New chapter ... a supporter of Mohammed Mursi and the Muslim Brotherhood points to a copy of the Koran during a demonstration in Nasr City, Cairo. Photo: AFP
AS VOTING began in Egypt's controversial constitutional referendum, citizens were recovering from another bloody night of protests over the poll after violent clashes broke out in the seaside city of Alexandria and mass demonstrations again brought parts of Cairo to a standstill.
In the highly charged atmosphere surrounding the vote, many Egyptians are still weighing whether to vote ''Yes'' or ''No'' on the constitution, which has been harshly criticised for its heavy focus on Islam and its lack of human rights protections.
It stands at a hefty 236 articles, and people say they have not had time to study the document in detail and wonder why the President, Mohammed Mursi, is rushing through a vote when the country is so polarised about it.
''Why now?'' asked Yousef, a tour operator and father whose business has been all but crippled because of the instability since Hosni Mubarak's downfall. ''Why can't we have time to study the document and make a proper decision rather than have it forced on us like this? I will vote 'No' - the [Muslim] Brotherhood are pulling the strings here and I do not trust them.''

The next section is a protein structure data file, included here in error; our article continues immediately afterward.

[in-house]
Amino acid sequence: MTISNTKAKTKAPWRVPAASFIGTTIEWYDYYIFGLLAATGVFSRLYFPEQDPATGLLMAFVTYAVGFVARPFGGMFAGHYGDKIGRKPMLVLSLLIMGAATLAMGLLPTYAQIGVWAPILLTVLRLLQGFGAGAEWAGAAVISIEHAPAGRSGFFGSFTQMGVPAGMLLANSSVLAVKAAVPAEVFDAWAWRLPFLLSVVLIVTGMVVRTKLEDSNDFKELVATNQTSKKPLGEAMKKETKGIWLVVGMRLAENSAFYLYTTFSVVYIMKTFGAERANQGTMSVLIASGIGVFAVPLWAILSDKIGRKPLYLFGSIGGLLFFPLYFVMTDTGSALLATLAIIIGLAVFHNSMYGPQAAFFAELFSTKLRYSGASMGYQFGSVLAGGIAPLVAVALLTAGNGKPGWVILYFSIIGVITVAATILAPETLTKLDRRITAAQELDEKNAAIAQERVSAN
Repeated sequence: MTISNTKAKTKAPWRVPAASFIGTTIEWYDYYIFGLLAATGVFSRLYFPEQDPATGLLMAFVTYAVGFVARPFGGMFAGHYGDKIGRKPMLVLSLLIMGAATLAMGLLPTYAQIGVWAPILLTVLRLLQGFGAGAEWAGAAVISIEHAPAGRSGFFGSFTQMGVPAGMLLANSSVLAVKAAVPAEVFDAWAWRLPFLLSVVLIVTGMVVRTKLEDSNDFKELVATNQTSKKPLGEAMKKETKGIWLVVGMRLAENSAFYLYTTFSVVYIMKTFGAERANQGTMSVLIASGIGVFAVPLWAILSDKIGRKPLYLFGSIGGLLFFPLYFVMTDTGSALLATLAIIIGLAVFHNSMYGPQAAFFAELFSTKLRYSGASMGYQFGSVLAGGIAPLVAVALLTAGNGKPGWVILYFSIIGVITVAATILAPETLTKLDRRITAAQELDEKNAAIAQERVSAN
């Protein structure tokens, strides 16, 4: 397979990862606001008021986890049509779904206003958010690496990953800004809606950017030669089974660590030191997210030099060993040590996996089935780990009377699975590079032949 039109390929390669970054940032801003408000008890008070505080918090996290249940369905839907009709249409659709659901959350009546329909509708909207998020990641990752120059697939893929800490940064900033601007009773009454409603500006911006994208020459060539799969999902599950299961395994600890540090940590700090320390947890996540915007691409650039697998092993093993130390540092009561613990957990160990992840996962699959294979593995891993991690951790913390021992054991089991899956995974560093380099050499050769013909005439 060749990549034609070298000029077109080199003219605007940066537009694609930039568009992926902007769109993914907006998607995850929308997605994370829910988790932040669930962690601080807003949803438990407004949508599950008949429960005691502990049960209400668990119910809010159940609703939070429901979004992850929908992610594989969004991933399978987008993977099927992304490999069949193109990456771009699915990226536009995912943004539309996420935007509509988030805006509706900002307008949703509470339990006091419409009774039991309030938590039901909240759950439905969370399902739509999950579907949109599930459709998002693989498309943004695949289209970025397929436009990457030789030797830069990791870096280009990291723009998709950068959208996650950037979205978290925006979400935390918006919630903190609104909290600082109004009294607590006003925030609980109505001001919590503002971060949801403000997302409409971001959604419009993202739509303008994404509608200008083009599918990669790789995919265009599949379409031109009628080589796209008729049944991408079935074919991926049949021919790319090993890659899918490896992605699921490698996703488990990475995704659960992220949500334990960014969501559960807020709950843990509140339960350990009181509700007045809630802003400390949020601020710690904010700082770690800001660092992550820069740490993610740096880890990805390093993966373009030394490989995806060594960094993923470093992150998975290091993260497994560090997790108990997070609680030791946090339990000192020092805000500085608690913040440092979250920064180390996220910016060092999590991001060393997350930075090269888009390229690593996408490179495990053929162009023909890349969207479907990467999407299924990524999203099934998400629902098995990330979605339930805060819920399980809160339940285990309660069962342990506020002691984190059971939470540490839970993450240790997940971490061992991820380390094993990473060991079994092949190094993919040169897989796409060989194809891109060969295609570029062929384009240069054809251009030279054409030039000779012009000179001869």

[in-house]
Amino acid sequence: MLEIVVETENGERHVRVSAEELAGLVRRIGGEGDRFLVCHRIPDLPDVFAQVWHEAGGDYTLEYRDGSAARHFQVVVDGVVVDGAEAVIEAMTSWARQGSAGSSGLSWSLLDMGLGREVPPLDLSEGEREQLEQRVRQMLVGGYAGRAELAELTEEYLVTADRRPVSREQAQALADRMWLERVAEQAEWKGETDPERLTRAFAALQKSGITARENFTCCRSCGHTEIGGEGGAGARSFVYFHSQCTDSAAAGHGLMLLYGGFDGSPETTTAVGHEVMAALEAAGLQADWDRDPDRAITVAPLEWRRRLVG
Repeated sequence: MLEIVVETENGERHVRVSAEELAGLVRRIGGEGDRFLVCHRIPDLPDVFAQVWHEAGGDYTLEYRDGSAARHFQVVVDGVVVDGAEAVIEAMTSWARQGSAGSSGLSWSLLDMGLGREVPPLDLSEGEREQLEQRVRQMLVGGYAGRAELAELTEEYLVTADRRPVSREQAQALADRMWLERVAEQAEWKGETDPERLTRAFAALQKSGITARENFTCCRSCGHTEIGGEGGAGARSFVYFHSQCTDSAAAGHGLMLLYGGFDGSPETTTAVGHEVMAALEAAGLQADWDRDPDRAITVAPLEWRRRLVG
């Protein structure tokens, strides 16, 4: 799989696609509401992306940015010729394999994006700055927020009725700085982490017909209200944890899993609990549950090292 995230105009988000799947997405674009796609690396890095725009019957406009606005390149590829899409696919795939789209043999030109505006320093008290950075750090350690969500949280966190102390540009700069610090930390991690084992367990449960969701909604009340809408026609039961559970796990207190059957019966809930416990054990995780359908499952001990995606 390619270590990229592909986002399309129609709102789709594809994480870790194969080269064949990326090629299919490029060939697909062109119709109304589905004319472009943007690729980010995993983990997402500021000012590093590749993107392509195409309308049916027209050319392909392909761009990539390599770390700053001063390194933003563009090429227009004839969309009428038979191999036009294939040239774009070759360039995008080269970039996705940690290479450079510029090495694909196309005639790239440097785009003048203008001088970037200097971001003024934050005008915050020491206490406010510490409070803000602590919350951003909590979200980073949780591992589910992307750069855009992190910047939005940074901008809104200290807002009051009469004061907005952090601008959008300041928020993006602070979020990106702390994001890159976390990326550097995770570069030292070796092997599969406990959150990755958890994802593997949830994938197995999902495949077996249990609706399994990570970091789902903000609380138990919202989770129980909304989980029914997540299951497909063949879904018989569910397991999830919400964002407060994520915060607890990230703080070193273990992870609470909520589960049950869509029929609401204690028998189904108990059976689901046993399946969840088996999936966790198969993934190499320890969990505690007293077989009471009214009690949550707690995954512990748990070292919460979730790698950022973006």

Sparking the worst political crisis Egypt has faced since he came to power in June, Dr Mursi announced on November 22 that he was assuming sweeping extra-judicial powers stripping courts of the authority to annul the Islamist-dominated constituent assembly that drafted the constitution, as some expected it to do earlier this month.
He soon rescinded most of the powers in that decree but it was too late to quell the protests that have crowded the streets nearly every day.
And after a week of extraordinary political about turns - including the issue of a presidential decree to raise taxes on fuel, cigarettes, beer and building items, only to rescind it less than 24 hours later - this is now a vote not just on the constitution but on the future of the Muslim Brotherhood-backed Dr Mursi himself.
Egypt is in financial crisis after decades of the dictatorship of Mubarak, who was forced from power in a people's revolution in February 2011, and the prolonged period of instability that followed.